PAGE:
[Openid-specs-ab] [Id-event] Summarizing recent discussions on ID-Event token draft

Sarah Squire sarah at engageidentity.com
Thu Aug 11 18:30:55 UTC 2016


There are also rp-initiated use cases around suspected fraud, parallel
authentication of a second factor, and issuance of a consent receipt.

On Aug 11, 2016 12:27 PM, "Phil Hunt (IDM)" <phil.hunt at oracle.com> wrote:

> Sarah,
>
> Good question!
>
> Your use case is really the app initiated logout or logout within the
> context of a single application.
>
> If the app initiated front/ backchannel you would be saying log user out
> of all sso sites for that OP.
>
> If instead, the app issued the event to the OP, it would be saying the
> user was logged out of the app. Thus issuer is the app. The OP may or may
> not take action depending on its policy.
>
> We need to explore the use case.
>
> Talking through use cases was part of my reluctance to rushing id token
> without forming a wg.
>
> Phil
>
> On Aug 11, 2016, at 11:09 AM, Sarah Squire <sarah at engageidentity.com>
> wrote:
>
> Are we including use cases where the RP is the event issuer?
>
> On Aug 11, 2016 11:02 AM, "Mike Jones" <Michael.Jones at microsoft.com>
> wrote:
>
>> You’re aware that forcing “sub” to be a URI is a breaking change for most
>> implementations, right?  This is hardly a way to encourage adoption!
>>
>>
>>
>> The thing you wrote below that makes me think that you’re thinking about
>> the purpose of the ID Events spec differently than me is this: “so that
>> all event specs can use it”.  The purpose of the logout event **isn’t**
>> for all event specs to use it.  It’s for the logout use case to use it.
>> There’s no expectation that events intended for one use case will even be
>> comprehensible in other use cases because they won’t understand the
>> contents of the event.  We shouldn’t drive any of the design by trying to
>> achieve that unachievable goal, since events will **always** contain
>> information that’s specific to their use case.
>>
>>
>>
>> You’re making complexity arguments, whereas you’re also proposing more
>> complex rules than I am (at least as I see it).  Trying to restrict the use
>> of “sub” (or any other claims) is unneeded complexity.
>>
>>
>>
>> I understand that you see things differently.  I hope you’ll nonetheless
>> think about my argument that having fewer rules about claims usage in
>> events will make them simpler.  I passionately care about keeping this
>> simple, which is why I’m investing my time in this discussion.  If it’s
>> simple, it will likely get widely used.
>>
>>
>>
>> I’m going to sign out of the discussion for now because my wife is about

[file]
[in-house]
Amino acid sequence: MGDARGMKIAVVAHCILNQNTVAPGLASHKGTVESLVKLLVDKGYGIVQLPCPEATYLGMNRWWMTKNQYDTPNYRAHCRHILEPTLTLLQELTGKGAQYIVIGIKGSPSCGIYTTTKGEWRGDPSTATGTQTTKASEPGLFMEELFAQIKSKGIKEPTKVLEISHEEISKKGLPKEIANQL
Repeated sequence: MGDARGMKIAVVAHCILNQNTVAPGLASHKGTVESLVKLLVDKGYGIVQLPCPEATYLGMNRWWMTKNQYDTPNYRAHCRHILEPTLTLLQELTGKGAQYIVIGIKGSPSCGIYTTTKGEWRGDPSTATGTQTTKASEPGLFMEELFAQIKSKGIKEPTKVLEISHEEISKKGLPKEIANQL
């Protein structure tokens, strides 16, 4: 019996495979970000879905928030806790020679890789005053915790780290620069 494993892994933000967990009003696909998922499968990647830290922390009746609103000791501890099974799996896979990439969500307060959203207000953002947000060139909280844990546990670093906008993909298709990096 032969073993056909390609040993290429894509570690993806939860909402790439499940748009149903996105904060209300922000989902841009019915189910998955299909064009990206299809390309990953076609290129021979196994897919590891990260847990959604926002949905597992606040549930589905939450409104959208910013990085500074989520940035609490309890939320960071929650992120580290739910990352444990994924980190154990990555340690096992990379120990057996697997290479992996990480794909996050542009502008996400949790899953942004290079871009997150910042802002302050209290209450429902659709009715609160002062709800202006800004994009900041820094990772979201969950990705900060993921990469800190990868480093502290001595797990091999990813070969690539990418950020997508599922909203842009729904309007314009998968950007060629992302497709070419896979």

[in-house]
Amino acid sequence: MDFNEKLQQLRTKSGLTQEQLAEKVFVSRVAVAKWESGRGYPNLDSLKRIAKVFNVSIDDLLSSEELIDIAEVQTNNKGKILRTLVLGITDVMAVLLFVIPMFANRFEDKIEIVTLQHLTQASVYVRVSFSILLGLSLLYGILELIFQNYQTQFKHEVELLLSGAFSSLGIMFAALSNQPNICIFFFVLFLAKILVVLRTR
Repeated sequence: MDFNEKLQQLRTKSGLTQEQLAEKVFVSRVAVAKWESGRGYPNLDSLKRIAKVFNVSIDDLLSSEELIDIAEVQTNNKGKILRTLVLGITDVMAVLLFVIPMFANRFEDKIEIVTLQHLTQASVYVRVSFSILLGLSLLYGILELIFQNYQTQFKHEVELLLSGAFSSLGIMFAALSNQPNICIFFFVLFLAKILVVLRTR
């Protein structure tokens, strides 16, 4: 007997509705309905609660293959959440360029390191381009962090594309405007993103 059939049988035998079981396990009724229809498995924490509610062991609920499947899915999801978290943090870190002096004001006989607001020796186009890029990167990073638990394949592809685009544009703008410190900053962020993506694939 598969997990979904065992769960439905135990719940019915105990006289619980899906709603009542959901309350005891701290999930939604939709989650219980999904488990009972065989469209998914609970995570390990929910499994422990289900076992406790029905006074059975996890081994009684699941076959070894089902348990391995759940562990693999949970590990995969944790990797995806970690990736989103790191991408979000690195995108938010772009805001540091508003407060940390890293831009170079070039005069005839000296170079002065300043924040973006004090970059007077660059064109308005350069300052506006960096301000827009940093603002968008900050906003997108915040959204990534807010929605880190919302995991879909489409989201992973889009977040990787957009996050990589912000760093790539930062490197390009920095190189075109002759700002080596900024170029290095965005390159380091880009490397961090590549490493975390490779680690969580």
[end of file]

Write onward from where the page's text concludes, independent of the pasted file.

>> to get out of surgery.  I hope you have a good day.
>>
>>
>>
>>                                                        -- Mike
>>
>>
>>
>> *From:* Phil Hunt [mailto:phil.hunt at oracle.com]
>> *Sent:* Thursday, August 11, 2016 12:49 PM
>> *To:* Mike Jones <Michael.Jones at microsoft.com>
>> *Cc:* John Bradley <ve7jtb at ve7jtb.com>; openid-specs-ab at lists.openid.net
>> Ab <openid-specs-ab at lists.openid.net>; id-event at ietf.org; Marius
>> Scurtescu <mscurtescu at google.com>
>> *Subject:* Re: [Id-event] Summarizing recent discussions on ID-Event
>> token draft
>>
>>
>>
>> Mike,
>>
>>
>>
>> Speaking as editor the format you propose ONLY works if “sub” becomes a
>> URI so that all event specs can use it.  Otherwise, OIDC becomes a special
>> case which really kills the point of this work. It also makes the
>> specification much much more complex. Maybe it is just me, but a complex
>> spec generally implies complex implementation too.
>>
>>
>>
>> If you want sub at the top level, that would mean that the OIDC spec
>> format would have to look like:
>>
>> {
>>
>>   "iss": "https://event.example.com",
>>
>>   "aud": "s6BhdRkqt3",
>>
>>   "jti": "3d0c3cf797584bd193bd0fb1bd4e7d30",
>>
>>   "sub": “https://token.example.com/248289761001",
>>
>>   "iat": 1458668180,
>>
>>   "exp": 1458668580,
>>
>>   "events": [
>>
>>     "https://specs.openid.net/logout"
>>
>>   ],
>>
>>   "sid": "08a5019c-17e1-4977-8f42-65a12843ea02"
>>
>> }
>>
>>
>>
>> Given that events are signed (or should be), *I will object strongly
>> within the OIDF that the event issuer and the token issuer MUST be the same
>> or that OIDF adopt a different format*. Yes having iss be the same is a
>> nice security convenience, but it imposes the architecture restriction that
>> it be the same server.  At scale, delivery of events may become a problem